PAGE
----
In the first two parts of our series on how to start your own mobile food business, we covered basic business concerns and the costs intrinsic to running a food truck. In this final post, we’ll go over rules and regulations, at least those regulations found in Los Angeles County!
Permits & Licenses
Luckily there are organizations to help food truckers sort out these rules and regulations. The Southern California Mobile Food Vendors Association (SoCalMFVA) provides support and a unified voice for this growing industry. The Loncheras Association (www.loncheros.com) has supported the traditional lunch and taco trucks in the past. And support is often needed, whether it’s legal backbone when other interests want to shut you down or encouragement from a community of fellow hard-working business people and food enthusiasts.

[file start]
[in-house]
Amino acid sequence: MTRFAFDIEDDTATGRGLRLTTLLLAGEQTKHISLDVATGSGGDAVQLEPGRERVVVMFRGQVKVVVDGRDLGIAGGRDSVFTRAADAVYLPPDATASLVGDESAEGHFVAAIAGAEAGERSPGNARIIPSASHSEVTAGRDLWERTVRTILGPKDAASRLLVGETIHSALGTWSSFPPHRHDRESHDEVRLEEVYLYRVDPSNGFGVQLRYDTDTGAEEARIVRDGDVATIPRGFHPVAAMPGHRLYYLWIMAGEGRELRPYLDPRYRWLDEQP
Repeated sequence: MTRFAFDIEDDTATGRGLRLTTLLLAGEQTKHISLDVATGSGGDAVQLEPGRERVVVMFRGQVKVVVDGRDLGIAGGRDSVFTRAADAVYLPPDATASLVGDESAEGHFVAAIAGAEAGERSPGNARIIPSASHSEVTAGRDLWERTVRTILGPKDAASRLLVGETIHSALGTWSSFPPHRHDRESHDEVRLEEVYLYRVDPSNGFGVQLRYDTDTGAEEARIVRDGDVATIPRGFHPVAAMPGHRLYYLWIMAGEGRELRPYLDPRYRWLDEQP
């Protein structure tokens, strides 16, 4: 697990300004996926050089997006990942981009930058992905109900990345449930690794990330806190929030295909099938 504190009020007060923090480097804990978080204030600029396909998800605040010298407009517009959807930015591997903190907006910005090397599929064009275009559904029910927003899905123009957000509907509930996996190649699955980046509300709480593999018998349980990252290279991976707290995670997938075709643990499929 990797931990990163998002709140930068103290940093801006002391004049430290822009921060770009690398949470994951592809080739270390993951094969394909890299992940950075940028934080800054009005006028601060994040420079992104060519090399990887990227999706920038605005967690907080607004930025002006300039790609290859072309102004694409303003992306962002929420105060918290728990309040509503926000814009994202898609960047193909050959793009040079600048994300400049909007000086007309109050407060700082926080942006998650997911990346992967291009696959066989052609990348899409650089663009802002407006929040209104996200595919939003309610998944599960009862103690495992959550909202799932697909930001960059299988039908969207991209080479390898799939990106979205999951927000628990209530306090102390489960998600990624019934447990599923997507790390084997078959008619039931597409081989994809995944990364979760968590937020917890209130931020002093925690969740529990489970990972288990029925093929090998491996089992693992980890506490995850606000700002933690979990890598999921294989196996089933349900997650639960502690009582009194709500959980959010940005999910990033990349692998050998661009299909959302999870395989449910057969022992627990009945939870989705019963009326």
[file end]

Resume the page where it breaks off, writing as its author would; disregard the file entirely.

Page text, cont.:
Before getting into the food truck business, honestly ask yourself if you can handle its unique challenges. With Frysmith, we typically spend 70 hours per week getting supplies, prepping food, driving to locations, trying not to get heat stroke, negotiating times to accept deliveries, emailing, planning our weekly locations, doing payroll, and a multitude of things that keep cropping up that we still haven’t gotten around to doing. And from what I gather from other truckers, that’s the norm! This business isn’t for people who want to make money quick. It’s for people who love food, have always wanted to own their own business and aren’t afraid to work their butts off!
If you have any further questions about food trucking that I haven’t answered in this series of posts or aren’t in the links below, feel free to email us at email@example.com. Happy trucking!